• Roman trenches, a 43 foot turf maze called Julian's Bower, and a 300-foot square encampment can be found on Alkborough Hill. (Sources disagree as to whether the maze is of Roman origin, but the encampment is probably theirs. The maze is more likely of medieval origin.) These are likely the remains of a Roman watchtower built to overlook the rivers. The Romans may have called this place Aquis, but that is more likely in Derbyshire.
  • The earthwork above is known as "Countess Close", roughly square, broken by an entrance on the North. Other sources say it is medieval, perhaps the remains of a fort. It is supposed to have been named after Countess Lucy, wife of Ivo Taillebois, who had a manor house there. She was a kinswoman of Thorold who built Alkborough church and the Lucy of the Lucy Tower in Lincoln Castle.
    N. Pevsner and J. Harris, "The Buildings of England," Lincolnshire Penguin, 1989, p96.
  • In ancient times, folks used to visit Kell Well to gather star-stones for amulets.
  • Motor bus service came to Alkborough in 1923 when Mr. W. JARVILL introduced service to Scunthorpe and surrounding villages.
  • The village participated in the Alkborough and Whitton Dividend Society (to pay for sickness and burial) and had 132 members in 1900.
  • For more on the history of the parish, visit the North Lincolnshire Local Studies Archive site.


  • The Manor House is on Whitton Road.
  • Walcot Hall was the home of James GOULTON-CONSTABLE in 1900. It was built before 1649.


  • See our Maps page for additional resources.

You can see maps centred on OS grid reference SE882218 (Lat/Lon: 53.68522, -0.665988), Alkborough which are provided by:


Military History

  • The Alkborough War Memorial sits at the edge of the churchyard as photographed by Richard CROFT. The cross commemorates the men of the parish who died in World War I.

Military Records

For a closeup of the Alkborough War Memorial plaque and the list of names on it, see the Wikipedia photograph.


Names, Geographical

  • The name Alkborough is from the Old English Alca+bearu, for "grove of a man named Alca". In the 1086 Domesday Book it appeared as Alchebarge and in the 12th century as Alchebarua.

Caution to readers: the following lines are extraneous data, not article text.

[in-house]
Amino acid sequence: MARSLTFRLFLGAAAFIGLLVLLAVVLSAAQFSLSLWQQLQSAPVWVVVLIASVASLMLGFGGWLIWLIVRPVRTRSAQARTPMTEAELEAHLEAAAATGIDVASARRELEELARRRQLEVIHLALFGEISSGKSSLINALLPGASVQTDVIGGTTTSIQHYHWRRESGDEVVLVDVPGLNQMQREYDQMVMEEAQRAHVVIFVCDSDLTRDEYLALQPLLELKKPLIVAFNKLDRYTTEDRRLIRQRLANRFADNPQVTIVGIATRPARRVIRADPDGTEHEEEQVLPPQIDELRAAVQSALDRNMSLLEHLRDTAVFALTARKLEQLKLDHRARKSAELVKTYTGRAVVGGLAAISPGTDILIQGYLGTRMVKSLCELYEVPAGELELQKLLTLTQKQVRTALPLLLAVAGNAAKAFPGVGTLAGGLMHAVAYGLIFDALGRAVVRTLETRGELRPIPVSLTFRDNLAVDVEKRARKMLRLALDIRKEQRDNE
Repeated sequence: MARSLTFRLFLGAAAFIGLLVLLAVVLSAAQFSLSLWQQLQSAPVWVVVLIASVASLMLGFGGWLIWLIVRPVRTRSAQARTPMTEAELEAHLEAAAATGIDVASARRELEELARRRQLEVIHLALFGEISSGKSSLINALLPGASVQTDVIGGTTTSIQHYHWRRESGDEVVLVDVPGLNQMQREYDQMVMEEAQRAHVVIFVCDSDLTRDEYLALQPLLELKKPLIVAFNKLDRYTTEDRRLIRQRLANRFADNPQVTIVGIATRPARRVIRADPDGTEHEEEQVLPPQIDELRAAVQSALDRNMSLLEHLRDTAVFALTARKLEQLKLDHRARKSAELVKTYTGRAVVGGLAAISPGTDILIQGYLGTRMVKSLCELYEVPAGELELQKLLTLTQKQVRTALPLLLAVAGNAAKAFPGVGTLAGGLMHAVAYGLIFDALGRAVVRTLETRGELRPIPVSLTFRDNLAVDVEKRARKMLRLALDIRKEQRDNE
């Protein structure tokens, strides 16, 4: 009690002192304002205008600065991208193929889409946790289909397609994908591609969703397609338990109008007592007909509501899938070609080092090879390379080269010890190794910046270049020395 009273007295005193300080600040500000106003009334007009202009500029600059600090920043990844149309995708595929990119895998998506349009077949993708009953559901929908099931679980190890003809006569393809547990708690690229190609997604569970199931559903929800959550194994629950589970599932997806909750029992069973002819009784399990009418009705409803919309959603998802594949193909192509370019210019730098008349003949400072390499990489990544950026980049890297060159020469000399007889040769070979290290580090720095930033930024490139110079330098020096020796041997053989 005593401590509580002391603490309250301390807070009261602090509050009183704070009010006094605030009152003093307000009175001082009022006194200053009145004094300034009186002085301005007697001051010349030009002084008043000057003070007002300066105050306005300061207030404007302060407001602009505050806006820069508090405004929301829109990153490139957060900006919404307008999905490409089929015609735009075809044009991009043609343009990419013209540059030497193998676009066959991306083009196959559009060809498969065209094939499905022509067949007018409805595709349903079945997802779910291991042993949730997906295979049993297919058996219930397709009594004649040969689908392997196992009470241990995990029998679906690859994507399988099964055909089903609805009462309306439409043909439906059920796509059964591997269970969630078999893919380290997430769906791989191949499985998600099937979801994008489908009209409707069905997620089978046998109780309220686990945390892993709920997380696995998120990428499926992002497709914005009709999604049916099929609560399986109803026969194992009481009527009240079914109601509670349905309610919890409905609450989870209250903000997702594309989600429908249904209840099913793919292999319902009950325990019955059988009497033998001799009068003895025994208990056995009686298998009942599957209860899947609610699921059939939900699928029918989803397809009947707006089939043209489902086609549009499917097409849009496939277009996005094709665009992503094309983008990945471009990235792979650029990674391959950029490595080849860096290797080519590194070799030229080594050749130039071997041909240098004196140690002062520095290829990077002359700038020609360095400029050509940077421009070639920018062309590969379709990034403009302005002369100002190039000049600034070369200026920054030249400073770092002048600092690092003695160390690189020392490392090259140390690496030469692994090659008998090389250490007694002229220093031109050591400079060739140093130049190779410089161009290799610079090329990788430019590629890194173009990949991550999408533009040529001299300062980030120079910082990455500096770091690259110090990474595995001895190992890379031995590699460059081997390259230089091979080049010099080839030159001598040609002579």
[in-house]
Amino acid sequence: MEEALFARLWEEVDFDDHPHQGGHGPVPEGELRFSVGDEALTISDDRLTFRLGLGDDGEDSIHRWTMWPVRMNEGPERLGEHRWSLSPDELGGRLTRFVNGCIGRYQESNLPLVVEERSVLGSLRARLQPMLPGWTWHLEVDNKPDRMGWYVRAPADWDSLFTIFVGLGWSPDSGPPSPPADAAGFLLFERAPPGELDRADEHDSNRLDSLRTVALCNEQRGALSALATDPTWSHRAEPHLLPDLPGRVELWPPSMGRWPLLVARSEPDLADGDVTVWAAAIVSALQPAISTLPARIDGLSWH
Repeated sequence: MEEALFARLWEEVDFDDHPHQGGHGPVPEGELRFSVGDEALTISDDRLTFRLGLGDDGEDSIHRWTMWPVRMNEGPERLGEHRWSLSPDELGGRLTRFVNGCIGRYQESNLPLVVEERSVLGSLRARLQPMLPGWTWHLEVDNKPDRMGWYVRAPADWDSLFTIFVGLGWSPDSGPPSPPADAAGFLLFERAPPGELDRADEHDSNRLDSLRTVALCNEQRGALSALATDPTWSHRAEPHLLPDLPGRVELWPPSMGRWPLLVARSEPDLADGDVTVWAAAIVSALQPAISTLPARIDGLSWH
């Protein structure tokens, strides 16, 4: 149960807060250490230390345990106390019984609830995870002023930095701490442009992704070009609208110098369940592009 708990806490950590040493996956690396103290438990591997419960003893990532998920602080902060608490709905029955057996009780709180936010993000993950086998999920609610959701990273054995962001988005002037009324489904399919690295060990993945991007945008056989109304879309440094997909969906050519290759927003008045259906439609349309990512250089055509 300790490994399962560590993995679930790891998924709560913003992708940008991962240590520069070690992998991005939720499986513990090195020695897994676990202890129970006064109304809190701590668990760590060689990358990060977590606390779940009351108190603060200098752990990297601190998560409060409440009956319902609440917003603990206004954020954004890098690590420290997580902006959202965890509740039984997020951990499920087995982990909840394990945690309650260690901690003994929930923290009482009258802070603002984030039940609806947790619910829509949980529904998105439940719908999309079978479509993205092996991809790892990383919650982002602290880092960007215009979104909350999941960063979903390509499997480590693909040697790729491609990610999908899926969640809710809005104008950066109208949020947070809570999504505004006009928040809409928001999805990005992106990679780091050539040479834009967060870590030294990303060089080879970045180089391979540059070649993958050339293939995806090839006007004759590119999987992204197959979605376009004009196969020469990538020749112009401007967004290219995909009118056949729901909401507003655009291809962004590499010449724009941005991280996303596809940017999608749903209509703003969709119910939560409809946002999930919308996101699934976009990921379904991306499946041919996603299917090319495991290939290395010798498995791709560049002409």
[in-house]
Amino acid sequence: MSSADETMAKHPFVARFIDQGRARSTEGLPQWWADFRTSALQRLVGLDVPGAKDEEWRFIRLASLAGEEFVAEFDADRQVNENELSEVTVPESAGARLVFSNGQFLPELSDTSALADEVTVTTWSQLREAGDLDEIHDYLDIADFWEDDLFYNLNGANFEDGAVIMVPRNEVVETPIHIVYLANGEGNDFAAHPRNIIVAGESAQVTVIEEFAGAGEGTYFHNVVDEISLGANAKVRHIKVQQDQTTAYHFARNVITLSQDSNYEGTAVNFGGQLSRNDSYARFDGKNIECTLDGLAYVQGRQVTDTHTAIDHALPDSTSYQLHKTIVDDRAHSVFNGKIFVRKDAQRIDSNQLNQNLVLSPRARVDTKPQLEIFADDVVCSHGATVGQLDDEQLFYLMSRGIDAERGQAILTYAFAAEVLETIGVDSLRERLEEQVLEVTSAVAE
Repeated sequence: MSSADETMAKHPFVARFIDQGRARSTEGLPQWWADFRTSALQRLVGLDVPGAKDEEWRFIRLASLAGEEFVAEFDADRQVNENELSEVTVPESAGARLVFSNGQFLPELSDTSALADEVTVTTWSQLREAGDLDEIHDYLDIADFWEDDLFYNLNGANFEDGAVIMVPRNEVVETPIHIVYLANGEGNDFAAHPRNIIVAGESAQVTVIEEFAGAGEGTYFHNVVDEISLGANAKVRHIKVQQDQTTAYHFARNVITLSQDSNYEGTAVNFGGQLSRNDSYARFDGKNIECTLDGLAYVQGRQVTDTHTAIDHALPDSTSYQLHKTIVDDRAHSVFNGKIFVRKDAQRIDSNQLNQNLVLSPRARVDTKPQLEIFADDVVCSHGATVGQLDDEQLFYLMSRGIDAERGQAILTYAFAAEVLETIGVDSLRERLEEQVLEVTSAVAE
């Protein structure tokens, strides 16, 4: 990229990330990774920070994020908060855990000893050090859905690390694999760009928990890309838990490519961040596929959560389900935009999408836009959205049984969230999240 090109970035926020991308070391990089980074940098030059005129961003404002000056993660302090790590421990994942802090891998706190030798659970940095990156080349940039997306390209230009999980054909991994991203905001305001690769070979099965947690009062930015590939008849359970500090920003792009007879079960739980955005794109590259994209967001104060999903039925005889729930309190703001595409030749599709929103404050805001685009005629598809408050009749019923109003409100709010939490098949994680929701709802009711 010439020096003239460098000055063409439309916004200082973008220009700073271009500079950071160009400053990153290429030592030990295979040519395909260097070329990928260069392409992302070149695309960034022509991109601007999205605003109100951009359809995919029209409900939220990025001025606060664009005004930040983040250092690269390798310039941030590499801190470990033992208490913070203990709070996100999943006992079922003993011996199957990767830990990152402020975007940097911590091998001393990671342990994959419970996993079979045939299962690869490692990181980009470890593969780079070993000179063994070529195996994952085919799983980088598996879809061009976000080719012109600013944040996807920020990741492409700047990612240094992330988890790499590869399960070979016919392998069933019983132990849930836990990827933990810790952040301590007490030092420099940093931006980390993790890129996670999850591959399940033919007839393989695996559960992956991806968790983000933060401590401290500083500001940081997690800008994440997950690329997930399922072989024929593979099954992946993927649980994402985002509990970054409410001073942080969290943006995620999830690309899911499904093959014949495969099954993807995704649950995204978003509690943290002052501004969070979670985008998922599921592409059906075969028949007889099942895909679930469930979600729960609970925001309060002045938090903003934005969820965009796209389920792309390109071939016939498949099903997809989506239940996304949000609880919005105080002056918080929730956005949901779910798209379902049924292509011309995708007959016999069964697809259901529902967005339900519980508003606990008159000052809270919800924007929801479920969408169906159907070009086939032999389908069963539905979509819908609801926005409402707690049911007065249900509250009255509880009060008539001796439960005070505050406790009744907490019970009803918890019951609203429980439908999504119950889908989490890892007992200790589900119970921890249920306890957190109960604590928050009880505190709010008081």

A. D. Mills, "A Dictionary of English Place-Names," Oxford University Press, 1991.
  • Walcot comes from Old English Walh+cot, for "Cottage of the Britons".
    A. D. Mills, "A Dictionary of English Place-Names," Oxford University Press, 1991.
  • Residents of Alkborough pronounce the town name as "Auckboro" or "Auckbro", and several spelling variations can be found in old records.

Politics & Government

  • This place was an ancient parish in county Lincoln and became a modern Civil Parish when those were established.
  • The parish was in the ancient Manley Wapentake in the North Lindsey division in the parts of Lindsey.
  • District governance is currently provided by the North Lincolnshire Council.

Poor Houses, Poor Law

  • Care for the poor of the parish extends back prior to 1765.
  • After the Poor Law Amendment Act reforms of 1834, Alkborough became part of the Glanford Brigg Poor Law Union.
  • Bastardy cases would be heard in the WInterton petty sessional hearings.


Year Inhabitants


  • A parish school was built here in 1874 and by then was schooling about 50 boys and 30 girls. Also, by 1871, there was an Infant School funded by Lady Strickland, attended by about 30 children.
  • The current Alkborough Primary School (photo by Steve PARKER) is located on Whitton Road and was enlarged in 2001 by the addition of two schoolrooms.
  • For more on researching school records, see our Schools Research page.